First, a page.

Bishop Stima hails environmental project: Wary with Malawi rising inflation

Mangochi Catholic Diocese Bishop  Montfort Stima has hailed the multi-million Millennium Challenge Account Malawi supported environmental management project being implemented in the district, saying it would go a long way in mitigating the global problem of climate change.

Bruno Banda, Diocesan Secretary for Mangochi

Bruno Banda, Diocesan Secretary for Mangochi

Bishop Stima

Bishop Stima

Stima was speaking on Saturday when the Catholic Commission for Justice and Peace briefed him on the activities under the Millennium Challenge Account (MCA) environmental management project being carried out in Mangochi.

“The timely grant was made to fill the gap created in trying to respond to a global problem of climate change which has grave implications on our environmental, social, economic, and political status,” Stima said.

Stima observed that environmental problems which manifest through sedimentation and severe erosion in Shire River Basin and its catchment area is a phenomenon which affects the performance of electricity generation.

“You’ll agree with me that unsustainable agricultural practices and land management activities are some of the factors that are resulting in Malawi currently grappling with intermittent power supply.

“Economically, this is the critical time when we need energy for our economy to thrive to run the industries when there are overt signs of donor fatigue, national budget implemented with no or minimal external financial support due to the infamous cash gate among other reasons,” he added.

He noted:“Inflation rate is skyrocketing hence prices of goods and services are increasingly going up.”

The prelate pointed out that deforestation for agricultural purposes remains the biggest cause of global warming which affects the availability of essential resources such as drinking water, energy and agricultural production.

“It is disheartening that wanton cutting down of trees has left our once beautiful Malawi bare and polluted. Were in January 2016, yet some parts of the country farmers have not yet planted their crops due to the dry spell influenced by El Nino,” Stima emphasised.

Stima lamented that most Malawian farmers whose livelihoods depend on natural reserves and eco-systematic services such as agriculture, fishing and forestry have no alternative financial activities and resources to adapt to climate change.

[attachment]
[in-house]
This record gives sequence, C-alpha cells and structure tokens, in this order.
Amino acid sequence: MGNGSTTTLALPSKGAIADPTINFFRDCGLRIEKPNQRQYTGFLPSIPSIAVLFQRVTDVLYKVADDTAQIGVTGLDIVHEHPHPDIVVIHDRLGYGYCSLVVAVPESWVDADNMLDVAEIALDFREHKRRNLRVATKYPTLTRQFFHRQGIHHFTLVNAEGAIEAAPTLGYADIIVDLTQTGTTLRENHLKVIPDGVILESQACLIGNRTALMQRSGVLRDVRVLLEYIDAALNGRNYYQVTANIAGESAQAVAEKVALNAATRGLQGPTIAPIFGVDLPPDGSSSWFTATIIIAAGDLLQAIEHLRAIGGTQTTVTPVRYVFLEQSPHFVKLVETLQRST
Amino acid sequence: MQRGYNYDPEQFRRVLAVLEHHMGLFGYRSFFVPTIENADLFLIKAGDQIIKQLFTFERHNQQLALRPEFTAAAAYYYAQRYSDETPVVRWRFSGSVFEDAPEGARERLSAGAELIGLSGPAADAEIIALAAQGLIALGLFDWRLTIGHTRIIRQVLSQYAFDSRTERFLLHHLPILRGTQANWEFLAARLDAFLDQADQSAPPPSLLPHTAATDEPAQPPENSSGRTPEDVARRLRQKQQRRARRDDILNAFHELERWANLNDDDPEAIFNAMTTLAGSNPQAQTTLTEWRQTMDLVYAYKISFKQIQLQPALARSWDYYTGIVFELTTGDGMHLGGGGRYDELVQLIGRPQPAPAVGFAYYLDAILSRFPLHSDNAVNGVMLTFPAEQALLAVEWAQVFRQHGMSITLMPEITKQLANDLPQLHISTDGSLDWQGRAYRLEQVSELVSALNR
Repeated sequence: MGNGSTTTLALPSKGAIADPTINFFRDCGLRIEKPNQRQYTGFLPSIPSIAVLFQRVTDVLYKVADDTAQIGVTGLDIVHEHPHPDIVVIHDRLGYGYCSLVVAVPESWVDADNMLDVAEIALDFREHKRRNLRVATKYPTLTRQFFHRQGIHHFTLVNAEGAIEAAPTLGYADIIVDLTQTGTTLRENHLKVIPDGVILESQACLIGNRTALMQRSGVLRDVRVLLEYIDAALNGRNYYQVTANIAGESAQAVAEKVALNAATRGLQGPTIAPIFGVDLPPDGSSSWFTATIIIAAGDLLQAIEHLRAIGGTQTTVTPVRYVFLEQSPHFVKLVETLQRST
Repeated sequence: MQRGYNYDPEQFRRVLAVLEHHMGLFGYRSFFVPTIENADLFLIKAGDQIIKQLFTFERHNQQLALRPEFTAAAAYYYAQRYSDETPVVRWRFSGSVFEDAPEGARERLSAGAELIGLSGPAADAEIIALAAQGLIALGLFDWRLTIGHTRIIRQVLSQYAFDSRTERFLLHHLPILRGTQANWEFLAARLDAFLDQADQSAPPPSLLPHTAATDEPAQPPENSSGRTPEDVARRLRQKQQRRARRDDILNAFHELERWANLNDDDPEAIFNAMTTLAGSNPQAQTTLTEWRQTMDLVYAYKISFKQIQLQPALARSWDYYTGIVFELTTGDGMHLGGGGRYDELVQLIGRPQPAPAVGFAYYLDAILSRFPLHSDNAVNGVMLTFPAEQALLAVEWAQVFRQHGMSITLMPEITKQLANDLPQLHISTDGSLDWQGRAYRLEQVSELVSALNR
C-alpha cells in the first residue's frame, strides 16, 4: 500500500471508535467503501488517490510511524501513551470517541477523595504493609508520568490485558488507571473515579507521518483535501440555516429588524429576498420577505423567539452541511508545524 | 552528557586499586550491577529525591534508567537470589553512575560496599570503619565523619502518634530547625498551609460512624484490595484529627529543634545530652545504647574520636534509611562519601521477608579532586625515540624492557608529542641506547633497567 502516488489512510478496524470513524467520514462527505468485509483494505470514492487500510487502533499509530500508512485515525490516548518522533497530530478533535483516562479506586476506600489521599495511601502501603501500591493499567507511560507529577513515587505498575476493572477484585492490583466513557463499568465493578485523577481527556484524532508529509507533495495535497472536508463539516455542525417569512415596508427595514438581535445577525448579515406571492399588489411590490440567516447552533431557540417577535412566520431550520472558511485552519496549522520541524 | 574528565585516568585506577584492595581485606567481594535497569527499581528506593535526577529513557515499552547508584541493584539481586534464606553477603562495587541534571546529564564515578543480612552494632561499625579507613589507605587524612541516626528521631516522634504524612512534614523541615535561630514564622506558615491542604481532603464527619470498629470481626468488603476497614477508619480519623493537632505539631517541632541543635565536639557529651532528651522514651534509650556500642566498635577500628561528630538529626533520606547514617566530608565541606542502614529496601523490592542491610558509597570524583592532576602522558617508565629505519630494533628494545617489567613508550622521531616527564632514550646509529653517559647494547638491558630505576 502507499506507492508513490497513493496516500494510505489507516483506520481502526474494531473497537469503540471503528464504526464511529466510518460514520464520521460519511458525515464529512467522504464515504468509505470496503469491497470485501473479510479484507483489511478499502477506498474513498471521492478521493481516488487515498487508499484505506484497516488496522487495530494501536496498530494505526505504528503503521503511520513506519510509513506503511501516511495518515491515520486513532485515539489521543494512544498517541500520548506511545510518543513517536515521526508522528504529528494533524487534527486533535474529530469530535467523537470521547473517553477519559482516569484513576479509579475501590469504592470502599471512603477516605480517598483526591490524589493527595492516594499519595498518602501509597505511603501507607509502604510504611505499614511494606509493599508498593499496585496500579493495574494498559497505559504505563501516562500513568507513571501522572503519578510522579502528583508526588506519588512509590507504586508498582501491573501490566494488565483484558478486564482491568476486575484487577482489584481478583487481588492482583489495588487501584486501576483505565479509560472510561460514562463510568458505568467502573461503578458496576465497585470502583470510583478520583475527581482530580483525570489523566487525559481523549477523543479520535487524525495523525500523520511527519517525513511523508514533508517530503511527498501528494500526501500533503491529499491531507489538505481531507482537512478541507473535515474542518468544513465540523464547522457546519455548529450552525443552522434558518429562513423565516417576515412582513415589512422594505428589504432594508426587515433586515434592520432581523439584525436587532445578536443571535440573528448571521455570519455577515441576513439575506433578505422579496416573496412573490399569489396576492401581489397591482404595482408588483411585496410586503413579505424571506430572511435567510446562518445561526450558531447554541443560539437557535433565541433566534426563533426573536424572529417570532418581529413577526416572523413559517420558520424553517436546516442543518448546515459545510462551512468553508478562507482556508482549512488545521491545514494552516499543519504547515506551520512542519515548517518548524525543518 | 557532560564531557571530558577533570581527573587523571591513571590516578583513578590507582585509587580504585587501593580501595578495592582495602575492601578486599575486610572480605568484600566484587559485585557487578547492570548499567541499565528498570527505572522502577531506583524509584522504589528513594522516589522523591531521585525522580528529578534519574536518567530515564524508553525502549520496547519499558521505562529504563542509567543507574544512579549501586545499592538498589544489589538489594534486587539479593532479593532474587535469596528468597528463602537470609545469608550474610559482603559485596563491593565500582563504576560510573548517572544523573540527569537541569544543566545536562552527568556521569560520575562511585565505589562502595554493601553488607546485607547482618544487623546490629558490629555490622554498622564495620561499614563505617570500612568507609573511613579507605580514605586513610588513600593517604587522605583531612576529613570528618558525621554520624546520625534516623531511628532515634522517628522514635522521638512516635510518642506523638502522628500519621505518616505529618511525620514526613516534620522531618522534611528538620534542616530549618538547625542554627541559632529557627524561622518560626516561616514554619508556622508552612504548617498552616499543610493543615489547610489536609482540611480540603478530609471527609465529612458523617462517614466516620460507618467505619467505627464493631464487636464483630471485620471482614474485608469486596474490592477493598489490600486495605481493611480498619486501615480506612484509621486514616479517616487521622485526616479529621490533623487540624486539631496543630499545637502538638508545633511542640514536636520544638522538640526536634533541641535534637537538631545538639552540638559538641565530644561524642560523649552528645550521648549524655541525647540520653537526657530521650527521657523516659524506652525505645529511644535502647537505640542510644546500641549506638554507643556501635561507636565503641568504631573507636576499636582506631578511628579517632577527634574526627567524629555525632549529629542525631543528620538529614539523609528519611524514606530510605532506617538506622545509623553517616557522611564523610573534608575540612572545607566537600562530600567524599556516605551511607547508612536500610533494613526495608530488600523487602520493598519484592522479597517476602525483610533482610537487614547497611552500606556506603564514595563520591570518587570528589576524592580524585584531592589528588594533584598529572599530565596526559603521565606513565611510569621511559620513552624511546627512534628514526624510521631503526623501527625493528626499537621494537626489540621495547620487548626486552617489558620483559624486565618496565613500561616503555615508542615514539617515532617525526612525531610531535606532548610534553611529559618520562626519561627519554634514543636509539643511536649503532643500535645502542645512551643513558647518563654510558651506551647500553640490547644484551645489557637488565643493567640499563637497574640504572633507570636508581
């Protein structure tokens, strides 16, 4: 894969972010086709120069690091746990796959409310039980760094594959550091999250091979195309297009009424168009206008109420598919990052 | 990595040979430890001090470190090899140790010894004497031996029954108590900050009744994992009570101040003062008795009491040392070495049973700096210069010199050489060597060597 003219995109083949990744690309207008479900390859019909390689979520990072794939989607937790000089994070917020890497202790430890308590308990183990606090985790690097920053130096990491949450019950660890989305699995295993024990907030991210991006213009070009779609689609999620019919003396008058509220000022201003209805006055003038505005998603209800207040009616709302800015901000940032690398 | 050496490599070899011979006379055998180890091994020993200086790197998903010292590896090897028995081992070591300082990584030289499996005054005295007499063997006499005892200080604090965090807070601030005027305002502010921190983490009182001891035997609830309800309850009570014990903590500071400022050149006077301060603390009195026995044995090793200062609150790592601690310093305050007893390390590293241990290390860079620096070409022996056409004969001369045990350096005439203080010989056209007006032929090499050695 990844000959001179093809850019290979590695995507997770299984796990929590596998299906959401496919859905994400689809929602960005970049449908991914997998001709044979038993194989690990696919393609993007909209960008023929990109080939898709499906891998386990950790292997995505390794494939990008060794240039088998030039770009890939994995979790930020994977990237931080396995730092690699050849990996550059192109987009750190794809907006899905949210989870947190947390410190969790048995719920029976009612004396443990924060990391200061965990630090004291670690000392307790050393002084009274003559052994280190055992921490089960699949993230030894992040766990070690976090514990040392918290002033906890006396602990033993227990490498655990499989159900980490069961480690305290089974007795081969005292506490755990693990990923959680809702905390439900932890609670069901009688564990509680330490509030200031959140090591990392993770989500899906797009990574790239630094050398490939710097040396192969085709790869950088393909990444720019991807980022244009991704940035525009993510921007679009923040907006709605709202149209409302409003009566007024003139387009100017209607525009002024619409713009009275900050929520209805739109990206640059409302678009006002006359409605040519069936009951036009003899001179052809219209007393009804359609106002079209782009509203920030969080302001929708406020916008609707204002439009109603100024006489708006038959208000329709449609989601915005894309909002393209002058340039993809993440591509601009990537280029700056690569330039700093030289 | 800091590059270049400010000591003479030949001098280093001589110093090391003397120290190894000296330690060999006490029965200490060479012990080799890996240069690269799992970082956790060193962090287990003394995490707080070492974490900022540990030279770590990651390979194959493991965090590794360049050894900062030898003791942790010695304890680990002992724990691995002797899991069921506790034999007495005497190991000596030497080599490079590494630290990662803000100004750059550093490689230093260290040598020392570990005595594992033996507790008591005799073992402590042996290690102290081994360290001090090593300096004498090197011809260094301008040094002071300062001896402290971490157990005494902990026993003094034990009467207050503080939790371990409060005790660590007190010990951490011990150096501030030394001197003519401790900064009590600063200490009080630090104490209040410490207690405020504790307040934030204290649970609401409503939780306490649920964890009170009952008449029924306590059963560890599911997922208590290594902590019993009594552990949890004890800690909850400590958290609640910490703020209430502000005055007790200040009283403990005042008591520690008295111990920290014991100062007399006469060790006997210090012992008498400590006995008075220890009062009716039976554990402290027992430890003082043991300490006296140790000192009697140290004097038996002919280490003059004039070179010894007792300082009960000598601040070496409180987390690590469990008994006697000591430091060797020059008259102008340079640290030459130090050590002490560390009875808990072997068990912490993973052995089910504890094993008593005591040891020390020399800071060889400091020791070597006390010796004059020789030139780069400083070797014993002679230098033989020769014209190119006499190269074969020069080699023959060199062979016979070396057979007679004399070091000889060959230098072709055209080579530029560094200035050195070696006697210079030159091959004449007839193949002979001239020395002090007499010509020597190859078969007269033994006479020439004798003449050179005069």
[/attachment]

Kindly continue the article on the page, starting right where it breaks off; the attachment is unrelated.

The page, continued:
He, therefore, echoed the Holy Fathers call that human beings were being called to be instruments of God by making the Earth what the creator intended it to be and correspond with God’s plan for peace.

The head of the Catholic Church in Mangochi also appealed to beneficiary communities in the area of T/As Chowe to own and sustainably utilise the environment, noting: ultimately the initiative benefits a larger community and making the earth a better place to live in.

On this note, Stima assured that the resources provided by MCA for the project would be utilised for the intended purpose following stringent principles of transparency and accountability.

Catholic Commission for Justice and Peace (CCJP) Mangochi Diocesan Secretary, Bruno Banda said the commission received K190 million alongside other non-governmental organisations to implement an environmental and natural resources management, social and gender enhancement project.

According to Banda, CCJP which was mandated to carry out its activities in T/A Chowe’s area has already trained communities in joint family budgeting, lobbied with men and local leaders to involve women in decision making processes, besides establishing village natural resource management committees.

“The next thing on the agenda is distribution of livestock and establishment of adult literacy classes to empower participating communities with information to better manage the environment,” said Banda.

The three year project spans from August 2015 to July 2018.–Mana

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Wadidinkhumphedza
Guest
Wadidinkhumphedza
8 months 10 days ago

Coal powered energy sources are the cheapest and are still used today by the developed nations despite efforts to reduce green house gases. Why don’t poor countries like Malawi use cheap energy sources like coal to run our efforts to economic development? Hydro will continue dwindling, costly and not sustainable for economic growth.

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